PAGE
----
Governments implicitly place a dollar value on a human life when they decide how much is to be spent on health care programs and how much on other public goods that are not directed toward saving lives.

The task of health care bureaucrats is then to get the best value for the resources they have been allocated. It is the familiar comparative exercise of getting the most bang for your buck. Sometimes that can be relatively easy to decide. If two drugs offer the same benefits and have similar risks of side effects, but one is much more expensive than the other, only the cheaper one should be provided by the public health care program. That the benefits and the risks of side effects are similar is a scientific matter for experts to decide after calling for submissions and examining them. That is the bread-and-butter work of units like NICE.

But the benefits may vary in ways that defy straightforward comparison. We need a common unit for measuring the goods achieved by health care. Since we are talking about comparing different goods, the choice of unit is not merely a scientific or economic question but an ethical one.

Singer then goes on to talk about quality adjusted life years as the measure economists use. Still very subjective because people have enough trouble working out the value of a life saved – the value of the statistical life.

Quantifying the quality of life is even bigger leap for bureaucrats. That is not to belittle their effort. At least it is an attempt to be upfront about making difficult choices in medical rationing.

Health care does more than save lives: it also reduces pain and suffering. Tragic choices must be made as only so much spending is on saving lives; the rest will be spent on relieving pain and suffering.

We should be upfront about that so we are not captured by the identifiable victim effect. Giving money to an identifiable victim is money taken from many other health budget purposes that also save lives and relieve suffering.

Almost everyone is working less.

@NZGreens are so polite on Twitter @MaramaDavidson @RusselNorman @greencatherine

Utopia, you are standing in it!

One of the first things I noticed when feuding on Twitter with Green MPs was how polite they were. Twitter is not normally known for that characteristic and that is before considering the limitations of 144 characters. People who are good friends and work together will go to war over email without any space limitations for the making an email polite and friendly. Imagine how easy it is to misconstrue the meaning and motivations of tweets that can only be 144 characters.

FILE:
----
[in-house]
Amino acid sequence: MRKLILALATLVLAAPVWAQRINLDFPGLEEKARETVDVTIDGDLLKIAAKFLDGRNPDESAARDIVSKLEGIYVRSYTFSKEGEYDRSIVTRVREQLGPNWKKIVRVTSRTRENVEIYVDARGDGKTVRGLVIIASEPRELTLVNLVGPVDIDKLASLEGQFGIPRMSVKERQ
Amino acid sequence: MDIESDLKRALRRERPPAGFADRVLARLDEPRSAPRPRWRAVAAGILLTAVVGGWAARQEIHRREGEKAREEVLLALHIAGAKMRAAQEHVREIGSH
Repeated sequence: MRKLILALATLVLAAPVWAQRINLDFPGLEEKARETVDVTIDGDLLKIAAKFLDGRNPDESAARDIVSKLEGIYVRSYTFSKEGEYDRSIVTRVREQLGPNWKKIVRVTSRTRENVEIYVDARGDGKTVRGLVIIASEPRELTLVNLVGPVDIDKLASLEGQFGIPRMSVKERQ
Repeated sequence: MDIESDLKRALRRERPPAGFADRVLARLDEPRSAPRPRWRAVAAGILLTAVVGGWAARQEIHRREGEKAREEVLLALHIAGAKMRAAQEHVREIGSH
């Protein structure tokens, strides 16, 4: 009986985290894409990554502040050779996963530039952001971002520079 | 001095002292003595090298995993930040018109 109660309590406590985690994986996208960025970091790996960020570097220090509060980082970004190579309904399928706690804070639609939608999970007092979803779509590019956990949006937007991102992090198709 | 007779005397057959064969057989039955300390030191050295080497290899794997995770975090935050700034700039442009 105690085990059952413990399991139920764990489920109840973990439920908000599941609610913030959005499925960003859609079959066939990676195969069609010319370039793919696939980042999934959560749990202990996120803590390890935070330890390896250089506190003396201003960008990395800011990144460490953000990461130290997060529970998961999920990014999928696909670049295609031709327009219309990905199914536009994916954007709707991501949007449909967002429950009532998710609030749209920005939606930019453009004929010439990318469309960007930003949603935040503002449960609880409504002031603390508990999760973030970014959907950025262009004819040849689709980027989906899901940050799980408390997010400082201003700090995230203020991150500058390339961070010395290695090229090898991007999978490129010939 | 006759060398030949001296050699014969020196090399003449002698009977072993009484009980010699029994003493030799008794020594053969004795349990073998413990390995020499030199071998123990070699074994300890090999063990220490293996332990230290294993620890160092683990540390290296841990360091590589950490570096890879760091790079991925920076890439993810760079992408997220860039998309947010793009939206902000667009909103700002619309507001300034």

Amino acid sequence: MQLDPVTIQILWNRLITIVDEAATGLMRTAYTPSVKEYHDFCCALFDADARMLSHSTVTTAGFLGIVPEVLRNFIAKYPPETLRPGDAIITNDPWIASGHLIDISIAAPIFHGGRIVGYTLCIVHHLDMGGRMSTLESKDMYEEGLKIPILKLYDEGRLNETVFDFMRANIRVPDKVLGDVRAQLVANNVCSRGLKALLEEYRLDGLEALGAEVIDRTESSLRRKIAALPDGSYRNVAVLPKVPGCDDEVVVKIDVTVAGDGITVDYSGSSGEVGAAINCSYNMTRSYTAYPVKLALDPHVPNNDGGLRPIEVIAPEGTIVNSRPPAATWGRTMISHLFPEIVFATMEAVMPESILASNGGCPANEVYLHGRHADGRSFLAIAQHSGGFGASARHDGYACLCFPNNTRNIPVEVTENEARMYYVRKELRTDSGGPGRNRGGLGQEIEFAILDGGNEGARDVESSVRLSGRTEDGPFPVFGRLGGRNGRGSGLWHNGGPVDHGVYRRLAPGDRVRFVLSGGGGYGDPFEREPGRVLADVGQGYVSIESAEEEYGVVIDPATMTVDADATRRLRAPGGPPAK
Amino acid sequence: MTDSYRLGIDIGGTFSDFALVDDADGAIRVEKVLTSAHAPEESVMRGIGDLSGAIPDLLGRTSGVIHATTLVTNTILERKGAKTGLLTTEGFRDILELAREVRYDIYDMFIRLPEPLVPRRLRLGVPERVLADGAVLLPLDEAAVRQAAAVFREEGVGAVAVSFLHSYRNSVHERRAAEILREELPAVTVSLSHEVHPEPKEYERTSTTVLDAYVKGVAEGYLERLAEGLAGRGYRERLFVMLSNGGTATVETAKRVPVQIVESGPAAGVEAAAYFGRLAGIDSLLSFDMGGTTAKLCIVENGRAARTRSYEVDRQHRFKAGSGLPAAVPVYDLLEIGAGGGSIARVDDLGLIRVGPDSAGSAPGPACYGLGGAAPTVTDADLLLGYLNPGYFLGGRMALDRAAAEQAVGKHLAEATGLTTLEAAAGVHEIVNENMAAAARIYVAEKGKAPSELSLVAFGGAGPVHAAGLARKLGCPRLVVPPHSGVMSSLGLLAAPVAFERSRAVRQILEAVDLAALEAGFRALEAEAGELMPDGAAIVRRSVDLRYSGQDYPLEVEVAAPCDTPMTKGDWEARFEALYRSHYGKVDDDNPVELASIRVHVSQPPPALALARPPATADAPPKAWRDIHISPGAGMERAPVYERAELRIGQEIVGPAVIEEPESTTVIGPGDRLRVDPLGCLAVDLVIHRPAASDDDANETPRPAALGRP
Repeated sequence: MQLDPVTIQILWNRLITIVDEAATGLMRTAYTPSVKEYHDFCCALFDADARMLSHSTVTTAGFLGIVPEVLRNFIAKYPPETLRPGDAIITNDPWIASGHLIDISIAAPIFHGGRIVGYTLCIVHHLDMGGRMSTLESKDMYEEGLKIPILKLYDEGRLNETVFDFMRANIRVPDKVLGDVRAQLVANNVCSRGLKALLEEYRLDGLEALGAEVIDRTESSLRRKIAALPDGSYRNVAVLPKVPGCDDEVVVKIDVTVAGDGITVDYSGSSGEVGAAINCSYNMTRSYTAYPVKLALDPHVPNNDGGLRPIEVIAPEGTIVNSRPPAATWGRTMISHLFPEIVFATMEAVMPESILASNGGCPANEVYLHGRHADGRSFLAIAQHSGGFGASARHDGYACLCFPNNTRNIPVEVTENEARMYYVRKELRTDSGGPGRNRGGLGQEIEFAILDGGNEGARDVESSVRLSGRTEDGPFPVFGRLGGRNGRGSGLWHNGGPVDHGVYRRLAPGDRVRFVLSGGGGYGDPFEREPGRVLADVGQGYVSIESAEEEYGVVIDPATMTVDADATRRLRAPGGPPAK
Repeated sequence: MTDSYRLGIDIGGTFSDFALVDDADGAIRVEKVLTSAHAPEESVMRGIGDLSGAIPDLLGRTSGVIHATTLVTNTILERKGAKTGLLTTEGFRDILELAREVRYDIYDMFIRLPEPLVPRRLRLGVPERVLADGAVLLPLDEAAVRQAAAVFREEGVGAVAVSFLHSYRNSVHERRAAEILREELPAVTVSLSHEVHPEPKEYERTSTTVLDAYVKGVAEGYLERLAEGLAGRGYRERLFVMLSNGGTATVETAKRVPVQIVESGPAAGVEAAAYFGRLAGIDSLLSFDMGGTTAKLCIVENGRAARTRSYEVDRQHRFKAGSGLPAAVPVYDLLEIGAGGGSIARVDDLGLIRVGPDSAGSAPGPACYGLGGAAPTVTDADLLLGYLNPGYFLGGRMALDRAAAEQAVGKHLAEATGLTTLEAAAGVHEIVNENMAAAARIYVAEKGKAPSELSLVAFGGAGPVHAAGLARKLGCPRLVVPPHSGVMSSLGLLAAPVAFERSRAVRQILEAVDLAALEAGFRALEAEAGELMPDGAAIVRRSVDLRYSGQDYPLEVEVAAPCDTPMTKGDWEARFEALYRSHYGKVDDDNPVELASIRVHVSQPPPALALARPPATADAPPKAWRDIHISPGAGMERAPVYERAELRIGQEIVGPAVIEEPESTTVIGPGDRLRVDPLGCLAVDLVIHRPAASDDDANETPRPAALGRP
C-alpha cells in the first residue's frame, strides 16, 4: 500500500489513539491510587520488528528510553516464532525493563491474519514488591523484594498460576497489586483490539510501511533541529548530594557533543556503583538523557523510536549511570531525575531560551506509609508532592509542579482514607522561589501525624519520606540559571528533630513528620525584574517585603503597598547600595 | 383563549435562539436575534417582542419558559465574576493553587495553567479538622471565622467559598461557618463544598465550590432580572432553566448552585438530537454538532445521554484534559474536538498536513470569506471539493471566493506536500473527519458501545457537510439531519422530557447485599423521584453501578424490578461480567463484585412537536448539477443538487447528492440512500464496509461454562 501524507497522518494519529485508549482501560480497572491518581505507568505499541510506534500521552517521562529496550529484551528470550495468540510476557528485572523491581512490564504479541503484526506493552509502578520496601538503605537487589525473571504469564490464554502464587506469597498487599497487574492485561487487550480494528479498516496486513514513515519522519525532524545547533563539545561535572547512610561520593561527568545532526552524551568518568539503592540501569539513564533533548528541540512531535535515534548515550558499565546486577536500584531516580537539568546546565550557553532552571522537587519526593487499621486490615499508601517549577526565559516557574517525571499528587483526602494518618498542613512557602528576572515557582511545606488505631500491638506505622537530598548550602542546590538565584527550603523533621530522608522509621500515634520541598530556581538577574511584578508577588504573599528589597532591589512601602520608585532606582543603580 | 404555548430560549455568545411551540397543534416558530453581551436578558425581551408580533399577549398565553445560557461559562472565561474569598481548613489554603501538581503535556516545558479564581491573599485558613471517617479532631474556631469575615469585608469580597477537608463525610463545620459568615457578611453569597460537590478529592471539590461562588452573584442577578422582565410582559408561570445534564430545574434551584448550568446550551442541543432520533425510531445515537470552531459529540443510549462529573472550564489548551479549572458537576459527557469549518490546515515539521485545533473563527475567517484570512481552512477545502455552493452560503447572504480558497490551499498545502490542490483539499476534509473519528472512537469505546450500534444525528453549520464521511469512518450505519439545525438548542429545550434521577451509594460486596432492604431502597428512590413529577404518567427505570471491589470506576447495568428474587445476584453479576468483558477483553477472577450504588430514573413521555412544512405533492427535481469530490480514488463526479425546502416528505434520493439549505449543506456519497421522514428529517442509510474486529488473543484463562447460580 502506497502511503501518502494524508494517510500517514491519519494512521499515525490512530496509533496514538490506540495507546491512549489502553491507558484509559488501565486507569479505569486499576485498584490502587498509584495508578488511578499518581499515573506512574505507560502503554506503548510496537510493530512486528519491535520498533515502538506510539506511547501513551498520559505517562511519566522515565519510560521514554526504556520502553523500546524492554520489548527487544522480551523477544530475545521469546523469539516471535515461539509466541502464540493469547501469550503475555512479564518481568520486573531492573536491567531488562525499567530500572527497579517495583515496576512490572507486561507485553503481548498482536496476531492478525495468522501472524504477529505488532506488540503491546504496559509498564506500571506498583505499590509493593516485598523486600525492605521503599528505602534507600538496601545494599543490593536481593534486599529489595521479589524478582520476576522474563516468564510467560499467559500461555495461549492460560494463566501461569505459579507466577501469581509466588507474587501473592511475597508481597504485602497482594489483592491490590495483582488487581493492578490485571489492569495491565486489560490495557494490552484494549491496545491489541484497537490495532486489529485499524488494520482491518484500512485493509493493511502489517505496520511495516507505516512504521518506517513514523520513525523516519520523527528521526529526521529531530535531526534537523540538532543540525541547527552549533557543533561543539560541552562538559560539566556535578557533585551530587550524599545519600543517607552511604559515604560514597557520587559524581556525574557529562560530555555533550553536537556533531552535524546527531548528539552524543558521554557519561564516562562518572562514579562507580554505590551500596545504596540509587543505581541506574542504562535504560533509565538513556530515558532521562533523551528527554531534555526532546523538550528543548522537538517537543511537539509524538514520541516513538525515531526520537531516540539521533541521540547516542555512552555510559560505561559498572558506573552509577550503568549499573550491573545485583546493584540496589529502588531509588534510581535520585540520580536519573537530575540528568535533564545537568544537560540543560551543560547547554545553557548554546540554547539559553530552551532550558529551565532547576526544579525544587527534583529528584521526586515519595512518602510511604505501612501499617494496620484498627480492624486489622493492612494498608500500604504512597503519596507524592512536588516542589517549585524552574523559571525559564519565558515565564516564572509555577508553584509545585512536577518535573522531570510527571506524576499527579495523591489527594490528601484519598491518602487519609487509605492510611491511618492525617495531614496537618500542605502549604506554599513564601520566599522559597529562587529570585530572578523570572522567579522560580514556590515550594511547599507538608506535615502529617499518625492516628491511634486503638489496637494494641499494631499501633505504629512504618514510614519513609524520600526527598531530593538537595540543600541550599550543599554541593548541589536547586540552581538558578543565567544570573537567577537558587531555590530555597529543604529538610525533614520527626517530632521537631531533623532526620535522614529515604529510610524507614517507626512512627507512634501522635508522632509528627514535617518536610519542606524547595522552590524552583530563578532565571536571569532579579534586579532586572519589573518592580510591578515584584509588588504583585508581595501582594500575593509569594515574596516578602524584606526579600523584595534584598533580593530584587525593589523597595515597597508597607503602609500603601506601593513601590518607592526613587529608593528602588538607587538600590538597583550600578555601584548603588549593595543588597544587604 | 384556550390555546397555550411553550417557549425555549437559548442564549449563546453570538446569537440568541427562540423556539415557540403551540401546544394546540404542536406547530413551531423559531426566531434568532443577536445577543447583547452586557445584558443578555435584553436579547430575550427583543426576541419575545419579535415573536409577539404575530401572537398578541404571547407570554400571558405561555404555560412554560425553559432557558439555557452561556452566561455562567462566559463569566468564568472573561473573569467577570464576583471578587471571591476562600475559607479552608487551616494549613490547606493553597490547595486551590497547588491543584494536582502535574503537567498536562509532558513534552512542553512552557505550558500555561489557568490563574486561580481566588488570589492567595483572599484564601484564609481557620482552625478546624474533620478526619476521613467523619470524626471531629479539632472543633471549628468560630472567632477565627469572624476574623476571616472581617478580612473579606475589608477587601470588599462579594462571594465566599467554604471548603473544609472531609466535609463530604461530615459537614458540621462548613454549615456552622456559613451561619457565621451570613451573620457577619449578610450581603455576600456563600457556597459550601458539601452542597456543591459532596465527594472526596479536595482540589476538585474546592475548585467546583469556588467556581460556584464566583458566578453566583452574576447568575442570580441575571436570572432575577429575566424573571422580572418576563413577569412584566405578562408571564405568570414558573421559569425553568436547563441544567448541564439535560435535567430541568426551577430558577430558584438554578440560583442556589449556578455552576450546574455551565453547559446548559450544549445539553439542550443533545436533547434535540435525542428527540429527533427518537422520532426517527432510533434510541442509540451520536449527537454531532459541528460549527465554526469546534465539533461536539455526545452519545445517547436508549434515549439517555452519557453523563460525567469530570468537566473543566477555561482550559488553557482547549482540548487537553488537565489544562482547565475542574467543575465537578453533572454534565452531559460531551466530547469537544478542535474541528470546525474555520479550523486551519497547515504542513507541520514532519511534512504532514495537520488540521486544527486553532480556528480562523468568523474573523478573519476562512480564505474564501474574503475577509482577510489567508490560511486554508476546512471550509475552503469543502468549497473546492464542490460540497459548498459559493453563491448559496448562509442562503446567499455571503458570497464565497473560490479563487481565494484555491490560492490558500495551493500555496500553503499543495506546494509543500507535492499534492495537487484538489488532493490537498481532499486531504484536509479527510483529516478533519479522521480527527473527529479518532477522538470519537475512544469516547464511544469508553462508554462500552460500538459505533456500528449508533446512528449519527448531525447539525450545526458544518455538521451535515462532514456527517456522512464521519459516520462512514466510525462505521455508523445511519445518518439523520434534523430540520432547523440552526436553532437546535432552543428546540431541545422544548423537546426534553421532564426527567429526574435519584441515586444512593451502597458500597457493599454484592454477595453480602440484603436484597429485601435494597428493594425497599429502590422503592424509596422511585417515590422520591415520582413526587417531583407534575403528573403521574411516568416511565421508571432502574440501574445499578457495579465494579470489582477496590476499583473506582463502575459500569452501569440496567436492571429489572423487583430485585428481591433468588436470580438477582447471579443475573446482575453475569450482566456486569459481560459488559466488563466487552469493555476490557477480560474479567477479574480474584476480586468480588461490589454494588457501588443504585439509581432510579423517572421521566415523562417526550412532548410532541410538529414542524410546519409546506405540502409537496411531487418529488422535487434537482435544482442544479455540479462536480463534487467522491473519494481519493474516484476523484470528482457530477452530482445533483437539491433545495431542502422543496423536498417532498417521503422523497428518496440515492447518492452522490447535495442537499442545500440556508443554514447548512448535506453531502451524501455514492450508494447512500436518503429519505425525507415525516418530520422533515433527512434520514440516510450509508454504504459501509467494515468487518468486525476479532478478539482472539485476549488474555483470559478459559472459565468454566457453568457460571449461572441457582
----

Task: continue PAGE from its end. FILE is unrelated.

The New Zealand Green MPs in their replies on Twitter make good points and ask penetrating questions that explain their position well and makes you think more deeply about your own. Knowledge grows through critical discussion, not by consensus and agreement.

Cass Sunstein made some astute observations in 2.0 about how the blogosphere forms into information cocoons and echo chambers. People can avoid the news and opinions…

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February ’16 – NZ blogs sitemeter ranking

Up six places to 7th.

Open Parachute


Image credit:Isabella Bannerman.

There are about 300 blogs on the list, although I am weeding out those which are no longer active or have removed public access to sitemeters. (Let me know if I weed out yours by mistake or get your stats wrong).

Every month I get queries from people wanting their own blog included. I encourage and am happy to respond to queries but have prepared a list of frequently asked questions (FAQs) people can check out. Have a look at NZ Blog Rankings FAQ. This is particularly helpful to those wondering how to set up sitemeters. Please note, the system is automatic and relies on blogs having sitemeters which allow public access to the stats.

Here are the rankings of New Zealand blogs with publicly available statistics for February 2016. Ranking is by visit numbers – and there is a little more room at the top…

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Yezhov’s ratio as the inspiration for modern witch-hunts

Nikolai Ivanovich Yezhov was head of the NKVD from 1936 to 1938, during the deadliest period of Stalin’s Great Purge.

The cycling community is rather intolerant of criticism @JKruppster

My blog post on bicycles must go at night attracted a fair degree of personal abuse from the cycling sub-reddit. Another local economist is going where angels fear to tread.

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The truth about the great wind power fraud